Preston Central Methodist Church facts for kids
Quick facts for kidsPreston Central Methodist Church
Lune Street entrance
|OS grid reference||SD 537 294|
|Location||Lune Street, Preston, Lancashire|
|Denomination||Methodist Church of Great Britain|
|Website||Preston Central Methodist Church|
|Former name(s)||Preston Central Wesleyan Methodist Church|
|Heritage designation||Grade II|
|Designated||27 September 1979|
|Architect(s)||Poulton and Woodman (remodelling)|
|Completed||1818 with further alterations in 1863|
|Materials||Brick, sandstone façade, slate roof|
|Circuit||Preston Ribble Methodist|
|Minister(s)||Revd Sue Griffiths|
Preston Central Methodist Church is in Lune Street, Preston, Lancashire, England. It is an active Methodist church in the Preston Ribble Methodist Circuit, and the Lancashire district. The church is recorded in the National Heritage List for England as a designated Grade II listed building.
The church was built in 1817 as a Wesleyan Methodist chapel. It cost £6,000, and was one of the first public buildings in the country to be lit by gas. It was remodelled in 1862–63 by Poulton and Woodman. In the 1990s a hall in the church was converted into sleeping accommodation for the poor and homeless, and the entrance area was enlarged, allowing for the creation of a coffee shop, kitchen, crèche, and toilets. Improvements were made in the access to the front of the church in 2006.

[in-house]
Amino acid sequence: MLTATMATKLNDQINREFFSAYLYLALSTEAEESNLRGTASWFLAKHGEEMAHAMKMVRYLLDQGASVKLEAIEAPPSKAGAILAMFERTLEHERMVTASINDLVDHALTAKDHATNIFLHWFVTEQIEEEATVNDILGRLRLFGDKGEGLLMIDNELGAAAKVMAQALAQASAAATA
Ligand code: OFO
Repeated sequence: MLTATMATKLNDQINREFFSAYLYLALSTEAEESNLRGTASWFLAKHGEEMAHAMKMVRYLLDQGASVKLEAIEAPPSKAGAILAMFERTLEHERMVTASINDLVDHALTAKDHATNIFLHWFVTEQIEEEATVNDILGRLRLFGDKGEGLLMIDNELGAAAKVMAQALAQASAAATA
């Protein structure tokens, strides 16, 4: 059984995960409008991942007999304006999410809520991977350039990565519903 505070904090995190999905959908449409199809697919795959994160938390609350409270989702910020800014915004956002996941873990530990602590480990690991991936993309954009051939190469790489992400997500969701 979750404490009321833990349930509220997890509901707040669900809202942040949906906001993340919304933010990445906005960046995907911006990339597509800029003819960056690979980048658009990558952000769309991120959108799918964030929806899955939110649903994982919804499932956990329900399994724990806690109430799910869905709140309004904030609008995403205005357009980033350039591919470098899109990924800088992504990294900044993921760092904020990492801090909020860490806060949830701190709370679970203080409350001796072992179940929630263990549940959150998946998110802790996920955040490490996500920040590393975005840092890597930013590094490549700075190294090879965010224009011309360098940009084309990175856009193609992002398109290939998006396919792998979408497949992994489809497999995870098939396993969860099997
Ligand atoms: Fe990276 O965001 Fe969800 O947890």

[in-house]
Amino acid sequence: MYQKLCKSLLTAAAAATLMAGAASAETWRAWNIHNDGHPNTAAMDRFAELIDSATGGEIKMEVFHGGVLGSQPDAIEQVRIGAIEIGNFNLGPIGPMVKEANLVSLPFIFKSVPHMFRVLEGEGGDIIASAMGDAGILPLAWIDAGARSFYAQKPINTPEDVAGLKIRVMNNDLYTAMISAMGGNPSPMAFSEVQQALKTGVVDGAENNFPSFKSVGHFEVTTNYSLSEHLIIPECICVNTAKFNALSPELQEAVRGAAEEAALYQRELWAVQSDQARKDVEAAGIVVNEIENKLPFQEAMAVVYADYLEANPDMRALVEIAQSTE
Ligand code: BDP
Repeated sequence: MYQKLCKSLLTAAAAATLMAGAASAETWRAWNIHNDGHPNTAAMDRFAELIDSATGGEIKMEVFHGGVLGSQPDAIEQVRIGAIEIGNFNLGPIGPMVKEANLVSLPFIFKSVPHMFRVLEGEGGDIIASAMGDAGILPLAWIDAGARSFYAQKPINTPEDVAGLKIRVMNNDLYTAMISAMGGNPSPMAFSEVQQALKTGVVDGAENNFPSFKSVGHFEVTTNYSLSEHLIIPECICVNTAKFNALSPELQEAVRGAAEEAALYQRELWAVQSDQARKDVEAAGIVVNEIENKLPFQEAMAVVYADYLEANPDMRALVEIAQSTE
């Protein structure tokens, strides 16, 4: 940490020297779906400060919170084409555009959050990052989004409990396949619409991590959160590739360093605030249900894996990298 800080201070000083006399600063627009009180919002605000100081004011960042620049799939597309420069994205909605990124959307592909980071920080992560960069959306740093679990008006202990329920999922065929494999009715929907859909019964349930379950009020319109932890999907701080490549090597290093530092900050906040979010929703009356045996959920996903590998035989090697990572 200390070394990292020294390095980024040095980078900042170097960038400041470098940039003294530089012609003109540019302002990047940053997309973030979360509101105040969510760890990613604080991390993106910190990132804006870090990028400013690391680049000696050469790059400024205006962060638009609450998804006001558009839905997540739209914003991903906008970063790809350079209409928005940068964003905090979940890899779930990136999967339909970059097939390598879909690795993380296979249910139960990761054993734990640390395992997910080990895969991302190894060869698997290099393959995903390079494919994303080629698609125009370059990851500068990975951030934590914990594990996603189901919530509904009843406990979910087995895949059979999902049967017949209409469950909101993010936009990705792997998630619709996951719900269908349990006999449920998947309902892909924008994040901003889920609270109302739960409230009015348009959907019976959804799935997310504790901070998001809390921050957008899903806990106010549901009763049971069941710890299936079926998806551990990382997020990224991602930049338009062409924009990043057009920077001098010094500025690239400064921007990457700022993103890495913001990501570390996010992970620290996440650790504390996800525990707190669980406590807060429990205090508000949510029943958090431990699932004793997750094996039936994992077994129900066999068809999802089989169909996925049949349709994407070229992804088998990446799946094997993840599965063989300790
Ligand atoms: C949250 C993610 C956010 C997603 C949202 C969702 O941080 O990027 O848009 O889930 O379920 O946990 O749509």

The church is built in brick, with a front of sandstone ashlar and a slate roof. It has a rectangular plan, is in two storeys, and is sited at right angles to the street. The symmetrical entrance front faces east and contains a giant round-headed arch carried on two pairs of Corinthian columns. The surround of the arch is moulded, and above it is a moulded dentilled gable. At the top of the columns are moulded cornices, which are carried out over the lateral bays. These bays contain two round-headed windows with imposts and keystones, one in each storey. The lower windows are partly blocked with notice boards, and the upper windows contain circular geometric glazing. Under the arch, steps lead up to a recessed porch with doorways and a Venetian window. Along the sides of the church are two tiers of round-headed windows. At the rear of the church is a two-storey extension with gabled porches and round-headed doorways with fanlights.
Inside the church is a horseshoe-shaped gallery carried on thin cast iron columns with Ionic caps, and with a foliated balustrade. The ceiling is coffered with glazed panels in the centre. The original pipe organ was built by Gray and Davison and had two manuals. This was replaced in 1881 by a three-manual organ built by W. E. Richardson.
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